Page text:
Written by John McElborough on 4 December, 2013
Landing page optimisation isn’t rocket science, yet to hear some experts talking about it you’d think they were planning for a moon landing. Here I want to share with you the one split-test which virtually any type of business can do to help improve the performance of their landing pages.
Why do most split tests fail?
The single biggest mistake I see companies making when testing and optimising their landing pages is underestimating the sample size they need to run a statistically valid test. For example they might split test the layout of their landing page between a 1 and 2 column design. A good test in theory, but because the sample size they test with isn’t big enough they end up picking a winning design based on inconclusive evidence. So lets say for example they test with 100 visitors, 50 land on version 1 and 50 land on version 2 of the design.
Version 1 has a 2% conversion rate, version 2 has a 4% conversion rate. Version 2 is clearly the winner, but the problem is that the sample is so small the winning page has only had 2 individual conversions – hardly a valid sample to base future decisions on.
For this reason I believe when you do test you need to test big and bold. Unless you’re getting millions of visitors and thousands of transactions you’re unlikely to get conclusive data by split testing subtle design changes. By testing big changes you need a smaller sample size to see conclusive results. Go big, make your split test pages radically different, choose the best one and refine later.
Long vs short pages
When deciding what to test the first thing I always recommend trying to clients is split testing long, content rich landing pages against short, action oriented promotional pages.
Here’s a typical longer landing page.
Compare that to a short, action orientated page like the one below.
Do short or long pages perform better?
The interesting thing about testing is that there is no set rule to what will work. Even within the same niche, on the same keywords the landing page style which converts better for one site won’t convert as well for another. So on that basis there’s no way of saying either long or short pages are better for your site, you have to test them.
Let me give a real world example of our own website at Inbound360. Our most popular and profitable offering is our paid search management service and the Google Adwords and LinkedIn advertising campaigns we run to promote our own company all land on the PPC management page of our site. In all several hundred prospects each week hit that page, more than any other page on our site so for us, its our biggest focus.
When we first set the page up and started promoting it, it was a fairly average length of page (400 words or so). Researching our competitors we saw that most had relatively short form copy on their landing pages and were trying to harvest leads using “callback” or info request forms. In some markets this approach can work very well. By giving limited information on your landing page you create a take it or leave it option for visitors. Most will bounce off that page but a % will always fill out the form and turn into a lead.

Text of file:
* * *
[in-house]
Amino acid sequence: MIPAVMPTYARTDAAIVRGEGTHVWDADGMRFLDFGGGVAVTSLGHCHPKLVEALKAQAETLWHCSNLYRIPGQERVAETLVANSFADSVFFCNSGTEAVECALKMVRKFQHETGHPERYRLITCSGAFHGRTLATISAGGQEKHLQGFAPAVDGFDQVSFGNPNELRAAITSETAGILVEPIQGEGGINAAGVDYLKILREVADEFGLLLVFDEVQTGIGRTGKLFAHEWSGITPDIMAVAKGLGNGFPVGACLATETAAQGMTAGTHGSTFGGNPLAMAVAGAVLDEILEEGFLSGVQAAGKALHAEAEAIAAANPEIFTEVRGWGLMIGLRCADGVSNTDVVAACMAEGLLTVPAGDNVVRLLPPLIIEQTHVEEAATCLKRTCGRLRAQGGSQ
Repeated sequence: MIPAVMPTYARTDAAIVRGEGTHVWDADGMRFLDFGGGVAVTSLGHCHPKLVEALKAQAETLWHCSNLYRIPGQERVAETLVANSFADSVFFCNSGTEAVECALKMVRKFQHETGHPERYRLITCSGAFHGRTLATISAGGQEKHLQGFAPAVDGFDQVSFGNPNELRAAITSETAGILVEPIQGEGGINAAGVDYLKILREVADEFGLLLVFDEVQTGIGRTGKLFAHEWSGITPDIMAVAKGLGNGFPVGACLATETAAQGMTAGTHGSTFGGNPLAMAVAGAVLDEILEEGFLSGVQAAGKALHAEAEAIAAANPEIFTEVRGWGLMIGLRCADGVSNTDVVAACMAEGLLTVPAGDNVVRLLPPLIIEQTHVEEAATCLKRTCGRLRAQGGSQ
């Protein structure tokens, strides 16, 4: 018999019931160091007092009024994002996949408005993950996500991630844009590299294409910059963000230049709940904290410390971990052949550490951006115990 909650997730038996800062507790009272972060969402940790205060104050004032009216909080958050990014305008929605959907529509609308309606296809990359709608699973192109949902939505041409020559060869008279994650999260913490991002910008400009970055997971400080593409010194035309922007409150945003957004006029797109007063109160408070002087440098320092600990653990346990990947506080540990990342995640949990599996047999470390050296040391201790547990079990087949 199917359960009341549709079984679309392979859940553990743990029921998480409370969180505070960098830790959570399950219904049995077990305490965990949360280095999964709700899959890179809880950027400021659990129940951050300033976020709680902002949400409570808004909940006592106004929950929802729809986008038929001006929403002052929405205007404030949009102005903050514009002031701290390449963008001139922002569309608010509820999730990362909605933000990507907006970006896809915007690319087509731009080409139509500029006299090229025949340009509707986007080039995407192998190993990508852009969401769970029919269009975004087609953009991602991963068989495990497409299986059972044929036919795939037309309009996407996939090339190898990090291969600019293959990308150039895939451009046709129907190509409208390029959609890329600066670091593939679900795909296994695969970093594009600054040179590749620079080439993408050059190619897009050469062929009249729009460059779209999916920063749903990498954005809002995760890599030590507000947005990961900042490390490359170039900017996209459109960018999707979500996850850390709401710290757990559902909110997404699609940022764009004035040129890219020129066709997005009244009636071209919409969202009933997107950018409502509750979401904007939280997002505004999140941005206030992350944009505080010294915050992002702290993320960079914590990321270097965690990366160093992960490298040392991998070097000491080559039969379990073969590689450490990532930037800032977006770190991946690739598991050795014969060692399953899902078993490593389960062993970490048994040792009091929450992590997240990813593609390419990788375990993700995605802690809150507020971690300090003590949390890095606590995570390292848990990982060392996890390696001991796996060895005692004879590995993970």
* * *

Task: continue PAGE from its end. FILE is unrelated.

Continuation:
However my instinct is always to provide as much information to the visitor as possible and there’s plenty of case studies from others who have found this approach to convert better. I know when I use websites myself looking for B2B services I’ve almost always make my buying decision based on the information I can find online. If a company isn’t giving me this information, I don’t consider them as a supplier. So we got to work writing a long form landing page for our PPC service. We listed every feature of our service offering and every question prospective customers typically ask us at the proposal stage and laid it all out. The resulting page came in at nearly 2000 words and takes over 10 minutes to read in its entirety.
We tested these 3 pages against one another, short, medium and long form copy and as you can see our winning page is the long form version. In this instance though simply looking at the numbers doesn’t paint the full picture. The medium length page actually generated more leads than the long one, but the quality of leads we got from the long 2000 word page were far higher and converted beyond the lead. This is why I always say qualitative analysis is so much more valuable than quantitative analysis in lead generation campaigns as its usually the case that no two leads are worth the same. For us a qualified visitor who makes an enquiry is worth more than 10 lukewarm leads from people who haven’t bothered reading the entire page.
For another business it might be the end goal is just to get the visitor off the page and onto the phone so their sales people can take over.
If you’re running PPC, email marketing or any other campaigns where you have a high priority landing page that you direct prospects to I strongly recommend if you’re not going to test anything else, create a long and short version of your landing page and test them against one another. Its cheap, easy and could significantly improve the performance of your campaign.
This post was originally published on Search Engine People
Author: John McElborough
+John McElborough is co-founder and MD of Inbound360, a London based PPC agency. John has been building and marketing websites for over a decade and has consulted for some of the UK’s largest brands on PPC and digital strategy. His work has been published on leading industry sites including SearchEngineJournal, Social Media Today and Moz.com as well as his own Marketing For Growth” blog